- A possible alternative is, when traffic calming is recommended, for the community to raise funds themselves and the City’s Department of Transport would then assist in the installation process according to the City’s technical specifications.
- The City’s financial year commences from 1 July to 30 June each year; in other words, the 2018/19 financial year starts 1 July 2018 to 30 June 2019. (Funds for this financial year has been identified and approved by Council).
- Funds for the 2019/2020 financial year has been identified and was approved by Council in May 2019.
- Once the assessment has been made by the Traffic Engineers, you will receive a memo indicating the outcome of their investigation.
Did you know?
The City offers rates relief to the indigent, pensioners and social grant beneficiaries.
The City of Cape Town’s Finance Directorate is encouraging property owners who are indigent, pensioners and social grant beneficiaries, including those with special needs, to apply for the social package of rates rebates and free basic services, which aims to provide some of our most vulnerable residents with financial relief.
Property owners who are dependent on pensions or social grants for their livelihood, including those with disabilities, who earn up to R17 500 household income may qualify for rates discounts.
Following the approval of the City of Cape Town’s 2019/2020 Budget, this is a R2 500 increase in the monthly household income threshold for rates assistance. The rebates for all income bands between R4 500 and R17 500 per month have also been adjusted upwards.
Pensioners who are 60 years and older who are already receiving these rebates, are encouraged to re-apply as their three-year cycle ends in June 2019, following the new valuation of properties that will be implemented from 1 July 2019.
Furthermore, property owners who are indigent, who earn up to R6 000 a month, regardless of their age, are also encouraged to apply for indigent benefits that include rates rebates.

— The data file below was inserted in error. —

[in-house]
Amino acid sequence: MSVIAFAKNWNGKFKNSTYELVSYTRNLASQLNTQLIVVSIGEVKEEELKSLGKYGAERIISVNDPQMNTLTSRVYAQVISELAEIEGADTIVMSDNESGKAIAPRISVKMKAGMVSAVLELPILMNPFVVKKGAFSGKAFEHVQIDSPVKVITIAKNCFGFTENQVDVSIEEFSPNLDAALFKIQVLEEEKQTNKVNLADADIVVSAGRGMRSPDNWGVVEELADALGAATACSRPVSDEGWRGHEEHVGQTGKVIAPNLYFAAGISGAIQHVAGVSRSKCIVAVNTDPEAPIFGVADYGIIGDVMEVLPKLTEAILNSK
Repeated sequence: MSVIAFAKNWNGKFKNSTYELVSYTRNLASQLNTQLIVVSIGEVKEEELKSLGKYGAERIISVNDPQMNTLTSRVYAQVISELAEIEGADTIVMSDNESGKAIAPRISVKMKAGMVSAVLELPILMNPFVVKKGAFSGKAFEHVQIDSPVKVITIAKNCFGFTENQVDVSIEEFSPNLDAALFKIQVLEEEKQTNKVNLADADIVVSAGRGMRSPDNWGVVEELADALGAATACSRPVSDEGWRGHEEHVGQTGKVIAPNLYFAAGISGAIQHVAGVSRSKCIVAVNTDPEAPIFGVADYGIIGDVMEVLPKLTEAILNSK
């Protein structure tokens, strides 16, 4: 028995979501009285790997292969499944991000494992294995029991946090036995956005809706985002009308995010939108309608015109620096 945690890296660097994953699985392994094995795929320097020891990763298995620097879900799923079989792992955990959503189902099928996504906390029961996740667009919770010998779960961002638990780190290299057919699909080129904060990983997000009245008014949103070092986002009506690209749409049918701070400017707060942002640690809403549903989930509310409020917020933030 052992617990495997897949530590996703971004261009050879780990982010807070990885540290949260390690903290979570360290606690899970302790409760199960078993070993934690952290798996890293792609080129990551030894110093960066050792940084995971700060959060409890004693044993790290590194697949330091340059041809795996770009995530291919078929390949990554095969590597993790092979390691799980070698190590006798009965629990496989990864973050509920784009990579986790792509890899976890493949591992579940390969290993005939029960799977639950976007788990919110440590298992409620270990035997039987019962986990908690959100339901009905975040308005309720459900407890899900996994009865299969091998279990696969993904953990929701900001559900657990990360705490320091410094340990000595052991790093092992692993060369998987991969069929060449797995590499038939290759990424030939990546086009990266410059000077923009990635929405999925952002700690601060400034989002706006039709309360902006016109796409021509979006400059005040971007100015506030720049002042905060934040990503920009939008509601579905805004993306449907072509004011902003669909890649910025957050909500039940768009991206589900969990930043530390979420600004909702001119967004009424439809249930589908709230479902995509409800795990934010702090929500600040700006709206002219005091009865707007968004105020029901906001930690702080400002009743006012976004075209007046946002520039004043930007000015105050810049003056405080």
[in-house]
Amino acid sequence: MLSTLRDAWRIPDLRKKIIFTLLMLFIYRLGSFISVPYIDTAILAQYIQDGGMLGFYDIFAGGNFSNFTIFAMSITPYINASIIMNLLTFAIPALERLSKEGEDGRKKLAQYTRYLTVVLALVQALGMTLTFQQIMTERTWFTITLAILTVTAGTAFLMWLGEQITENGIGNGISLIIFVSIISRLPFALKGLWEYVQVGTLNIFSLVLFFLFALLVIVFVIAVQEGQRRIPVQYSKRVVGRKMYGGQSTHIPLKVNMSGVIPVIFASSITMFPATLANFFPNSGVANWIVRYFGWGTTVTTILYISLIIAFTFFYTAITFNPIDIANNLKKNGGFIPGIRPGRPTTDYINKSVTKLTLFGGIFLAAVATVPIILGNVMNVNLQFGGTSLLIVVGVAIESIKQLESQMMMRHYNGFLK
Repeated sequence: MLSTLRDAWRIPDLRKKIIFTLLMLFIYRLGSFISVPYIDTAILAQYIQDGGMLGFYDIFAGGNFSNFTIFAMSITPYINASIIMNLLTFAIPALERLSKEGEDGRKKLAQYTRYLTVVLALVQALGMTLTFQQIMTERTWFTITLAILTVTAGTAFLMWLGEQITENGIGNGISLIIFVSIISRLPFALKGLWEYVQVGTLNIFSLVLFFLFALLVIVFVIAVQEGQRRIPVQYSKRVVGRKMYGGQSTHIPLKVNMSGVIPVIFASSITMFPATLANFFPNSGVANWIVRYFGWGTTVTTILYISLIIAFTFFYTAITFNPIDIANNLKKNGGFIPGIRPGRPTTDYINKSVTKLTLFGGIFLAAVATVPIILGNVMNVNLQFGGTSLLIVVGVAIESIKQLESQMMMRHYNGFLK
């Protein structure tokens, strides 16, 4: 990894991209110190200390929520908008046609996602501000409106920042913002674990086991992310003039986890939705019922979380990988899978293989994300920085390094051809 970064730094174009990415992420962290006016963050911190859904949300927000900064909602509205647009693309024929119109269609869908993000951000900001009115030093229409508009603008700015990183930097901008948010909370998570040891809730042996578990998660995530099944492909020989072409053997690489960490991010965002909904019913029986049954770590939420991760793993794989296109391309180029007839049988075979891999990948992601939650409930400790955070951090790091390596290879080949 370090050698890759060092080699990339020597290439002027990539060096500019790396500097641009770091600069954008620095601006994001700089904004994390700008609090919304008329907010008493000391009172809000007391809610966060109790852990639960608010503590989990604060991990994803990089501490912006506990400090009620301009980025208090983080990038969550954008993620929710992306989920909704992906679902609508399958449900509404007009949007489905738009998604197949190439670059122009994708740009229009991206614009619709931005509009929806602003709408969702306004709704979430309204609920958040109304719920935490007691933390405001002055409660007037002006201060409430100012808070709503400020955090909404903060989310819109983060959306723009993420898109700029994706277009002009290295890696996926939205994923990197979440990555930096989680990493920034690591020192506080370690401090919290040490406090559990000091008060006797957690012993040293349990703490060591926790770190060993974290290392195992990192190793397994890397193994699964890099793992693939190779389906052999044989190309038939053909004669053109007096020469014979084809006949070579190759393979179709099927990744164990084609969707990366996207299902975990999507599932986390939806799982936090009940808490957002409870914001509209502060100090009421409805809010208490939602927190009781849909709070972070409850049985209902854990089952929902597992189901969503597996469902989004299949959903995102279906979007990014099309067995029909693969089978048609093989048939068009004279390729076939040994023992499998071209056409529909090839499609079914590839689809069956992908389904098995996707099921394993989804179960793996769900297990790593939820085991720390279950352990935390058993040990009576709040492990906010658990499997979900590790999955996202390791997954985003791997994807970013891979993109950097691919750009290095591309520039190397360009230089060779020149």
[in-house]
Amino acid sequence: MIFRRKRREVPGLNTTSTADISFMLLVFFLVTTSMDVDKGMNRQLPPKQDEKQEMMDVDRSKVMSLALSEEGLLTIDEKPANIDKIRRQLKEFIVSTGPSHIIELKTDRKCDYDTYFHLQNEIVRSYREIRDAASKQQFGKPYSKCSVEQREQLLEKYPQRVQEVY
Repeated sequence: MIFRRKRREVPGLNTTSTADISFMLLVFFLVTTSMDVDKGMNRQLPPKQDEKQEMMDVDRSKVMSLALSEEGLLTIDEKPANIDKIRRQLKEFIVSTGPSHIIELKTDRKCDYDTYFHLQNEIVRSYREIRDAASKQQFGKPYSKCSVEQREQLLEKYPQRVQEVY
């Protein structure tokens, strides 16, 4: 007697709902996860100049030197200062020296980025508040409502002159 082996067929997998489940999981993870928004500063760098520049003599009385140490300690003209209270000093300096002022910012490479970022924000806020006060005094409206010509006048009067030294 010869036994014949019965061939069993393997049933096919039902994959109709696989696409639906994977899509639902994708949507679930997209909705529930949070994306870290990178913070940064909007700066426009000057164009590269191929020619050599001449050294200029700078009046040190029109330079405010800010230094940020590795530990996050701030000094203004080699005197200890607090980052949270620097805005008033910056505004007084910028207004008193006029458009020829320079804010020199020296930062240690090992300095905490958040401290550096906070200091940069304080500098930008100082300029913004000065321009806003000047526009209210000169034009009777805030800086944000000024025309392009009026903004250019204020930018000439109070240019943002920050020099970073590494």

The deadline for applications is 31 August 2019. If all the requirements are met and an application is approved, rebates will be back-dated to the start of the financial year, 1 July 2019, and the accounts will be adjusted.
Please access the guidelines and application form by clicking here.
Caring For Our Environment
Recycling and composting your waste are two of the best ways to reduce waste and relieve the pressure on our landfills, which are quickly running out of space. Find out more on by visiting www.capetown.gov.za or click on the links below to access City recycling guideline documents:
Enhancement Project – Doggie Park
Saturday, 29 June, marked the official start of our dog park project with the first section being erected thanks to the support of the City, our Ward Councillor and a handful of caring residents who have contributed financially thus enabling us to get the ball rolling.
We still have a long way to go so we are calling on all residents, tenants and homeowners (in particular our many animal lovers) to support this wonderful initiative through donations and/or sponsorship of any amount. We can all help to secure this prime land for the benefit and safety of our community and its doggies. Please contact Charmaine Cowell (email@example.com) if you would like to contribute.
Keep warm this winter and hit reply to let our Communications portfolio members know what information you would like to receive from us in future newsletters.
The KHRPA Committee
Kenridge, The Hills Ratepayers Association
P O Box 240